The Snæfellsnes Peninsula

After snorkelling in Silfra, we drove back to the Ring Road and headed north and west.  The only other thing we had actually planned on doing in Iceland was going to the Blue Lagoon the last night we were in the country so until then, we were taking each moment as it happened.

I had had an extremely busy and stressful June and I was really looking forward to this lack of schedule.  I was looking forward to not having to be anywhere at any time.  I was looking forward to relaxing.  We didn’t want to spend all day every day in the car.  We wanted to arrive in a place and have the freedom to do unexpected things.  If we found a place interesting, we would stay.  If we didn’t, we would leave.

The only guide for our next destination was the Camping Card book.  It explained where each of the campgrounds were and what facilities they had.  We chose three in the general direction of where we wanted to go and if we arrived at one and still felt we could drive some more, we would.  Which is how we ended up in Ólafsvík, a small town of just over 1000 people on the northern coast of the Snæfellsnes peninsula.

The campground is just outside the town and we set up camp before exploring the town.  This was the first time we had an idea of what became clear throughout the rest of our trip – Icelandic towns are usually very small and don’t have a whole lot to do in them.  We found a grocery store, which was helpful and we found the tourist information office, which had closed only 10 minutes earlier.  There is a church with interesting architecture and a high (but narrow) waterfall just behind the town.  Ólafsvík, like most Icelandic towns, is on the coast.   And like most Icelandic coastal towns, it has mountains on one side and ocean on the other.  And I don’t mean mountains in the distance.  I mean, the side of the road often goes straight up the side of a table mountain and then falls dramatically away into either ocean or desolate lava fields covered in grey-green moss.

The next day we learned from a professional guide who was camping next to us why he camped at Ólafsvík with every one of his groups.  The winds come from the south and because we were on the northern coast, the mountains blocked the wind.  Also, when the sun “sets”, it travels from the west across the north, so we had nothing blocking the sun all night, other than clouds.  Whereas, had we decided to camp on the southern coast, we would have had more wind and less light and therefore it would have been colder.

After exploring, we returned to camp and made a one-pot wonder-meal.  We decided that we would stay two nights in Ólafsvík so we could really relax the next day without having to strike camp and sit in the car again for another couple of hours.  Bob noticed a poster in the kitchen hut advertising a guided hike up a nearby mountain the next day.  On the poster it said “easy hike” of about two hours and Bob figured that if he wore his cast (which acts like a hard-core brace for his weak ankle), he would be able to manage it.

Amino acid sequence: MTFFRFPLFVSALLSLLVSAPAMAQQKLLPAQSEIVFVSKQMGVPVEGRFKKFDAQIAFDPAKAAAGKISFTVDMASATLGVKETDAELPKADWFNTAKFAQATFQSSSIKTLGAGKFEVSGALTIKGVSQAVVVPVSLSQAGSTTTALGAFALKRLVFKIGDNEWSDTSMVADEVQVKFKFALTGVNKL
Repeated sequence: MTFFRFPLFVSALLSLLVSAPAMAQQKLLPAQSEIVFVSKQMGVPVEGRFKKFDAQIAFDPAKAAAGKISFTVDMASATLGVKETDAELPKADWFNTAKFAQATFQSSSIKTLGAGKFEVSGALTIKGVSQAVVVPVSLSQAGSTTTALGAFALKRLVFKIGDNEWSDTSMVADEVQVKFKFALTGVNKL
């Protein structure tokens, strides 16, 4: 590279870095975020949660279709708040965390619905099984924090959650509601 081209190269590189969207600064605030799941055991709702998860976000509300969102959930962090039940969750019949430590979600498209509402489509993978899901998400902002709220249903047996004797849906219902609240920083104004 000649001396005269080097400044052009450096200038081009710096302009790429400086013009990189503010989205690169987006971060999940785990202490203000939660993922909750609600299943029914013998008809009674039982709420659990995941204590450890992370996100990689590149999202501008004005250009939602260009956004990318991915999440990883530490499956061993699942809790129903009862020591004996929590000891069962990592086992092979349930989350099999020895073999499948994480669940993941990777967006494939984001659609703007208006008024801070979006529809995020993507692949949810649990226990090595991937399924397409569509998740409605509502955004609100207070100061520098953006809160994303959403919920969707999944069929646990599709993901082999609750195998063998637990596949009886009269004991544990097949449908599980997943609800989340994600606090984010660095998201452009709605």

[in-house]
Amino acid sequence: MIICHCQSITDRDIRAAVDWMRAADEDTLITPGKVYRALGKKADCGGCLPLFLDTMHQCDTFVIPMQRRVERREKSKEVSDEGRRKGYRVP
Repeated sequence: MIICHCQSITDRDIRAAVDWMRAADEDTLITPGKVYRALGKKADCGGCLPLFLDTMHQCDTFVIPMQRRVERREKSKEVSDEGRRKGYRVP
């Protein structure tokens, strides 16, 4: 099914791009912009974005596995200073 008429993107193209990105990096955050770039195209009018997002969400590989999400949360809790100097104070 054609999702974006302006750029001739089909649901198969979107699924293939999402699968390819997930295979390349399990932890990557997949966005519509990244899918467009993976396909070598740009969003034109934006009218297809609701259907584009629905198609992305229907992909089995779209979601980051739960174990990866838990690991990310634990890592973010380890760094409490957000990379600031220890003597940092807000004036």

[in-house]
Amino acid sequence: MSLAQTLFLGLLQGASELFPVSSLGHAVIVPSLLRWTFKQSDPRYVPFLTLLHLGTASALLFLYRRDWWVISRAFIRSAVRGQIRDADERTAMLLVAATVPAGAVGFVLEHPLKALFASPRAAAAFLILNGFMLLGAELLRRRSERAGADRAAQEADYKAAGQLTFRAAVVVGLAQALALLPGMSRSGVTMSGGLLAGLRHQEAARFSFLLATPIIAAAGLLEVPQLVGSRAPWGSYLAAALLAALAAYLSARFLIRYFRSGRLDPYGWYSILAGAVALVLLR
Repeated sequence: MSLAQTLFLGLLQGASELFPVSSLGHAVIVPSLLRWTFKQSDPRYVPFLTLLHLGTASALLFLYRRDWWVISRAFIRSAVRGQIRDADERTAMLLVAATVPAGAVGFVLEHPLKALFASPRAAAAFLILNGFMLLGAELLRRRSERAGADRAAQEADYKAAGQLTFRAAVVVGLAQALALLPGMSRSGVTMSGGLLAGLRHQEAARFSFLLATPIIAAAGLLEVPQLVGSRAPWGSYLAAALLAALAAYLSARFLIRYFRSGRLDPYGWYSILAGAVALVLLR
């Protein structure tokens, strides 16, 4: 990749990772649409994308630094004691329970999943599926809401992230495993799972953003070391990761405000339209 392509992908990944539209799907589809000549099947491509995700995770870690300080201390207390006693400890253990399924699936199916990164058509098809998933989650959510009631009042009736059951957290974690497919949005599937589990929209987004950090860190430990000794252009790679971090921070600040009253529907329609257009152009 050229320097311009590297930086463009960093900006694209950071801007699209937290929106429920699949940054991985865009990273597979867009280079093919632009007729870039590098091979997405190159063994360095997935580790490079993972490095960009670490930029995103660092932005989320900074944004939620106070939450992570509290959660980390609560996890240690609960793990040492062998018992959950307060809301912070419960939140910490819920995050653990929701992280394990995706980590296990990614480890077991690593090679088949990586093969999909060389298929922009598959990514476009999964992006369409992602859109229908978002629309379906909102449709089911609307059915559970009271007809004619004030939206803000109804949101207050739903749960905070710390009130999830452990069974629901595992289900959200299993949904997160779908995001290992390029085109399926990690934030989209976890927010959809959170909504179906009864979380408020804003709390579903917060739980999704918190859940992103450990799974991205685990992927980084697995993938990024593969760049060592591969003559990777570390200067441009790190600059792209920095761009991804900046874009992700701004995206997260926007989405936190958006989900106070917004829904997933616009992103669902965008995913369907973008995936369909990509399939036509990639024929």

I was so excited!  I knew that our trip wouldn’t have a lot of the rugged adventure that many people expect when they think of Iceland because Bob’s ankle simply wouldn’t be able to handle it.  But Bob had found a hike that we could do with a ranger!  Not only that, but this is what we hoped would happen as we travelled around Iceland with no real plan.  We had hoped that experiences and opportunities would present themselves.  And on our very first day, it did!

The next day was a morning of camp coffee and some laundry, catching up on some journaling and then lunch in the town at a restaurant called Hraun to fuel up for our hike.  There was no reason to pick this restaurant over any other (not sure how many others there are) other than it looked nice so we gave it a shot.  Looking at the reviews on Trip Advisor after getting home, we noticed there are many mixed reviews but the meal we had was quite good.  Again, I was expecting to have to explain my gluten allergy but they totally took it in stride and said they would modify the meal, no problem.  I had cod with vegetables and potatoes.  Bob started with “nachos” (corn chips with a salsa and melted cheese dip) and then had the lamb soup.  The menu offered familiar items like burgers (which looked amazing!) and pizza, so if you’d like a break from seafood and lamb, then there are options. As with every meal we had eaten so far in Iceland, the bill came out to around 7000 ISK (about $70).  And this is with no drinks.  (This is why we made meals at camp when we could!)

After lunch, we headed farther west, to Snæfellsnes National Park.  We drove past lava fields and through Arctic Tern nesting areas (I wish I had a picture of the sign:  “Warning!  Arctic Tern Nesting Area” with silhouettes of birds swooping at people and in front of cars) and could see the icecap of Snæfellsnesjökull looming closer and closer.

Arctic Terns
Warning! Arctic Tern nesting area!  And Snaefellsnesjokull in the background.